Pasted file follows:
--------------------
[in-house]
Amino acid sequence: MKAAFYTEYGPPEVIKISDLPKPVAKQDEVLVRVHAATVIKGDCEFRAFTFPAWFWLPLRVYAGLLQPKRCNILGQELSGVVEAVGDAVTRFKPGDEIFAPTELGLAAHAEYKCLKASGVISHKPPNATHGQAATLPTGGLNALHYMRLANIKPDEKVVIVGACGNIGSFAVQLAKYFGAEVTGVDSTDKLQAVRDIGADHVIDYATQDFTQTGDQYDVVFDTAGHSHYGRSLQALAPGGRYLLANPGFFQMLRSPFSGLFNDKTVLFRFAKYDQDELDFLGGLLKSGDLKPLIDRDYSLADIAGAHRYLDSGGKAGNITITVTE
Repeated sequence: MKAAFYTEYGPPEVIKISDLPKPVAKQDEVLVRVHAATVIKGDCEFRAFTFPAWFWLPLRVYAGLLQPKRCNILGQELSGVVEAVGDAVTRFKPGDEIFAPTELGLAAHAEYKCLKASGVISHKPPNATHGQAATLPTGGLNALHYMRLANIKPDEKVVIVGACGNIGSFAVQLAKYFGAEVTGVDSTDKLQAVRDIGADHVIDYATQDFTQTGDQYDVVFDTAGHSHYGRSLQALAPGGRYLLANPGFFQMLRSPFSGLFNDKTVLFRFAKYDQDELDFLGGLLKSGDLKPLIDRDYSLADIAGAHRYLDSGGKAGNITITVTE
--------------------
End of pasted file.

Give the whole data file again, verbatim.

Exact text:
[in-house]
Amino acid sequence: MKAAFYTEYGPPEVIKISDLPKPVAKQDEVLVRVHAATVIKGDCEFRAFTFPAWFWLPLRVYAGLLQPKRCNILGQELSGVVEAVGDAVTRFKPGDEIFAPTELGLAAHAEYKCLKASGVISHKPPNATHGQAATLPTGGLNALHYMRLANIKPDEKVVIVGACGNIGSFAVQLAKYFGAEVTGVDSTDKLQAVRDIGADHVIDYATQDFTQTGDQYDVVFDTAGHSHYGRSLQALAPGGRYLLANPGFFQMLRSPFSGLFNDKTVLFRFAKYDQDELDFLGGLLKSGDLKPLIDRDYSLADIAGAHRYLDSGGKAGNITITVTE
Repeated sequence: MKAAFYTEYGPPEVIKISDLPKPVAKQDEVLVRVHAATVIKGDCEFRAFTFPAWFWLPLRVYAGLLQPKRCNILGQELSGVVEAVGDAVTRFKPGDEIFAPTELGLAAHAEYKCLKASGVISHKPPNATHGQAATLPTGGLNALHYMRLANIKPDEKVVIVGACGNIGSFAVQLAKYFGAEVTGVDSTDKLQAVRDIGADHVIDYATQDFTQTGDQYDVVFDTAGHSHYGRSLQALAPGGRYLLANPGFFQMLRSPFSGLFNDKTVLFRFAKYDQDELDFLGGLLKSGDLKPLIDRDYSLADIAGAHRYLDSGGKAGNITITVTE